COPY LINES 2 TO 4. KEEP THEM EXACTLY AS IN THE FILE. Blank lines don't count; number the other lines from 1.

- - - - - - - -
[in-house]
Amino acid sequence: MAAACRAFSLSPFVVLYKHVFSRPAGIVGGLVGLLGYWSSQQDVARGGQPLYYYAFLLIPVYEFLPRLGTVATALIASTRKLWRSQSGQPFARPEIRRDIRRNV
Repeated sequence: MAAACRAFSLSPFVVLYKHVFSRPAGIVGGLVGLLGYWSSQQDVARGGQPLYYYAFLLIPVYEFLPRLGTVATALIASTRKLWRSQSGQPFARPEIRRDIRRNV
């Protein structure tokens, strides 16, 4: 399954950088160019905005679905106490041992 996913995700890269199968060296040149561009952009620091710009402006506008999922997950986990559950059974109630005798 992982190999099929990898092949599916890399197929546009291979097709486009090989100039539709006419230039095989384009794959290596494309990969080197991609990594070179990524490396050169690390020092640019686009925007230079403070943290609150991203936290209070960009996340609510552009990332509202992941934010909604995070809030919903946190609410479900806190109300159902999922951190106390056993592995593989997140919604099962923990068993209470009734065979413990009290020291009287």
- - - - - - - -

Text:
Amino acid sequence: MAAACRAFSLSPFVVLYKHVFSRPAGIVGGLVGLLGYWSSQQDVARGGQPLYYYAFLLIPVYEFLPRLGTVATALIASTRKLWRSQSGQPFARPEIRRDIRRNV
Repeated sequence: MAAACRAFSLSPFVVLYKHVFSRPAGIVGGLVGLLGYWSSQQDVARGGQPLYYYAFLLIPVYEFLPRLGTVATALIASTRKLWRSQSGQPFARPEIRRDIRRNV
């Protein structure tokens, strides 16, 4: 399954950088160019905005679905106490041992 996913995700890269199968060296040149561009952009620091710009402006506008999922997950986990559950059974109630005798 992982190999099929990898092949599916890399197929546009291979097709486009090989100039539709006419230039095989384009794959290596494309990969080197991609990594070179990524490396050169690390020092640019686009925007230079403070943290609150991203936290209070960009996340609510552009990332509202992941934010909604995070809030919903946190609410479900806190109300159902999922951190106390056993592995593989997140919604099962923990068993209470009734065979413990009290020291009287």